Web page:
Let us consider the quadratic equation


My question is: Find sufficient and necessary conditions in which $x=0$ is the only real zero of the above equation.

I have no idea to start

  • $\begingroup$ You mean real zero? $\endgroup$ – Nicky Hekster Apr 7 '17 at 10:54
  • $\begingroup$ @NickyHekster: Yes, corrected. $\endgroup$ – China Apr 7 '17 at 10:55
  • $\begingroup$ OK, if $x=0$ is a zero, then $v=0$. Hence you are left with a third degree equation if $a \neq 0$. But then it has always a real root. So $a=0$ and it boils down to a quadratic equation. Can you take it from there? $\endgroup$ – Nicky Hekster Apr 7 '17 at 10:57
  • $\begingroup$ @NickyHekster: But $a$ is not zero in my case. $\endgroup$ – China Apr 7 '17 at 10:58
  • 1
    $\begingroup$ No problem, next time show somewhat more of your efforts or thoughts. Otherwise your entry will be downvoted. Hope you learned something!!! $\endgroup$ – Nicky Hekster Apr 7 '17 at 11:08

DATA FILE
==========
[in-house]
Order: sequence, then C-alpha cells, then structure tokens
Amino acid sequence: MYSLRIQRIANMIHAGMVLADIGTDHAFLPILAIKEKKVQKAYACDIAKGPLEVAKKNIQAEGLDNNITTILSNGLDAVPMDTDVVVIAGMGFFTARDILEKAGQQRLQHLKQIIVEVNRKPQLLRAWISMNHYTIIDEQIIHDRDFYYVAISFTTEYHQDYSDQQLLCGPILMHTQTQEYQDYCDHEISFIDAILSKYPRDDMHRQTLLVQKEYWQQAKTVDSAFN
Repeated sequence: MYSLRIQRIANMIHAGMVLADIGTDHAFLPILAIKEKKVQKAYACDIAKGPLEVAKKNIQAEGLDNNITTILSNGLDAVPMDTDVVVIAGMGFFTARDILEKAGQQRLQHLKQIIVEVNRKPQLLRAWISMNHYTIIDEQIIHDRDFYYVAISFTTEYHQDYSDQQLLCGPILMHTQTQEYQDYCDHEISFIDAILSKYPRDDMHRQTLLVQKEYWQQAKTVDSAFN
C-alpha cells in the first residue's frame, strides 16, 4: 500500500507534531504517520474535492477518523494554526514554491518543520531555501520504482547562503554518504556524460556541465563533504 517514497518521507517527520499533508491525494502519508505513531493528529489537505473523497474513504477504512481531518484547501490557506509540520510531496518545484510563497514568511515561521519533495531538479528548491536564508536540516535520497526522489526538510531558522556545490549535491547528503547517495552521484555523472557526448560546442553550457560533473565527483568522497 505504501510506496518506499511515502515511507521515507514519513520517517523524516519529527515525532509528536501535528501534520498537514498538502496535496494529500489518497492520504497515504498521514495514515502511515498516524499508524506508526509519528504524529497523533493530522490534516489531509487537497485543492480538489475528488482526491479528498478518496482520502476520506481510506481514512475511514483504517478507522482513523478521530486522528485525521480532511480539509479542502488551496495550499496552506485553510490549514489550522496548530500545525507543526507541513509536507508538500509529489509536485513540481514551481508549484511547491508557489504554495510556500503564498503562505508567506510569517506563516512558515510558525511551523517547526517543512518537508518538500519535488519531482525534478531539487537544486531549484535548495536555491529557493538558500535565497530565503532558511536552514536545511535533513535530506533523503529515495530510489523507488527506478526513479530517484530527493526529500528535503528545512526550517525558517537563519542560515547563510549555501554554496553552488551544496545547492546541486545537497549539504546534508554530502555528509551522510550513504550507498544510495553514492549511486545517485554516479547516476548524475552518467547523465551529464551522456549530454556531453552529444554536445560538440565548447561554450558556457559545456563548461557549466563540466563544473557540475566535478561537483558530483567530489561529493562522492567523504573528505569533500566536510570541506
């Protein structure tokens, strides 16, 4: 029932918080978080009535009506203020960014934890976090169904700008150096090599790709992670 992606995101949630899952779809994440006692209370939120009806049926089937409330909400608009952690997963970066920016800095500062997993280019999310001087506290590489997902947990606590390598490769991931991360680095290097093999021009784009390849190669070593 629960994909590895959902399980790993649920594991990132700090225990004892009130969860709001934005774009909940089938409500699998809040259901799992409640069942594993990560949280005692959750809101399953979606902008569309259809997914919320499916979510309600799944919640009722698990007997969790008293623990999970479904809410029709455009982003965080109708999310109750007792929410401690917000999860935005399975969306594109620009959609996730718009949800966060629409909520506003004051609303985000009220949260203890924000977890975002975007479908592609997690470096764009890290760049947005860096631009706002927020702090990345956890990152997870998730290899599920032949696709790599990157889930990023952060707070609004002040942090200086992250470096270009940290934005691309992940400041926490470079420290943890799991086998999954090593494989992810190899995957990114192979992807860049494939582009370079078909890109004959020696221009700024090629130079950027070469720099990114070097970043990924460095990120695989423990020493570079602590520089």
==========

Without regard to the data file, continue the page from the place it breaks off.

Let $\alpha,\beta,\gamma$ be the other roots of the quartic $f(x) =ax^4+bx^3+cx^2+dx+v$

We have that $x=0$ is the only real root of the quartic. Therefore since complex roots come in pairs, we require that $x=0$ is a repeated root, either twice or four times.

Case $(1):$ $x=0$ repeated twice

Then $d=v=0\implies f(x)=x^2(ax^2+bx+c)=0\quad$We require that $g(x)=ax^2+bx+c$ has complex roots $\implies b^2-4ac<0$

Case $(2): x=0$ repeated four times

Then $b=c=d=v=0\implies f(x)=ax^4=0\implies a\in\mathbb{C}$


Denote the quartic function by $q(x)$.

For starters, if $x=0$ is a real zero you can factor it out and write $$q(x) = xp(x)$$ where $p(x)$ is a cubic. Now, any cubic has at least one real zero, so under the stated hypotheses this real zero must equal $0$. Thus $$q(x) = x^2 r(x)$$ where $r$ is quadratic.

Finally, you must have either $r(x) = x^2$, or $r(x)$ has no real zeros. Thus either $q(x) = x^4$ or $q(x) = x^2 r(x)$, where $r(x)$ has no zeros.


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